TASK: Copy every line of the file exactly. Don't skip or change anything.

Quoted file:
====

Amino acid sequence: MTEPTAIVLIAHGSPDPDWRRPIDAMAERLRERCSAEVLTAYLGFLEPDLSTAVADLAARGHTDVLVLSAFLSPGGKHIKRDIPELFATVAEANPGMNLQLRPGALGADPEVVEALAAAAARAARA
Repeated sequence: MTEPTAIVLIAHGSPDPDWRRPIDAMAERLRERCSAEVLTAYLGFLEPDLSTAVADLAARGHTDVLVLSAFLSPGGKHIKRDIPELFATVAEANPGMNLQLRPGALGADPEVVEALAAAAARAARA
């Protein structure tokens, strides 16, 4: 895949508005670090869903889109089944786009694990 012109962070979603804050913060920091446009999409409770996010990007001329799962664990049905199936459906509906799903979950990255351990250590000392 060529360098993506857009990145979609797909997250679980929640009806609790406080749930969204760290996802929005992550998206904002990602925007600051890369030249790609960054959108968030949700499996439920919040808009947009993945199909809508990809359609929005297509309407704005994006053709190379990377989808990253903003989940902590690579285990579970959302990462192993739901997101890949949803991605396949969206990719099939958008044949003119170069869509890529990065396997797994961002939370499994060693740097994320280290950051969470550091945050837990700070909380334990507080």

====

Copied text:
Amino acid sequence: MTEPTAIVLIAHGSPDPDWRRPIDAMAERLRERCSAEVLTAYLGFLEPDLSTAVADLAARGHTDVLVLSAFLSPGGKHIKRDIPELFATVAEANPGMNLQLRPGALGADPEVVEALAAAAARAARA
Repeated sequence: MTEPTAIVLIAHGSPDPDWRRPIDAMAERLRERCSAEVLTAYLGFLEPDLSTAVADLAARGHTDVLVLSAFLSPGGKHIKRDIPELFATVAEANPGMNLQLRPGALGADPEVVEALAAAAARAARA
């Protein structure tokens, strides 16, 4: 895949508005670090869903889109089944786009694990 012109962070979603804050913060920091446009999409409770996010990007001329799962664990049905199936459906509906799903979950990255351990250590000392 060529360098993506857009990145979609797909997250679980929640009806609790406080749930969204760290996802929005992550998206904002990602925007600051890369030249790609960054959108968030949700499996439920919040808009947009993945199909809508990809359609929005297509309407704005994006053709190379990377989808990253903003989940902590690579285990579970959302990462192993739901997101890949949803991605396949969206990719099939958008044949003119170069869509890529990065396997797994961002939370499994060693740097994320280290950051969470550091945050837990700070909380334990507080």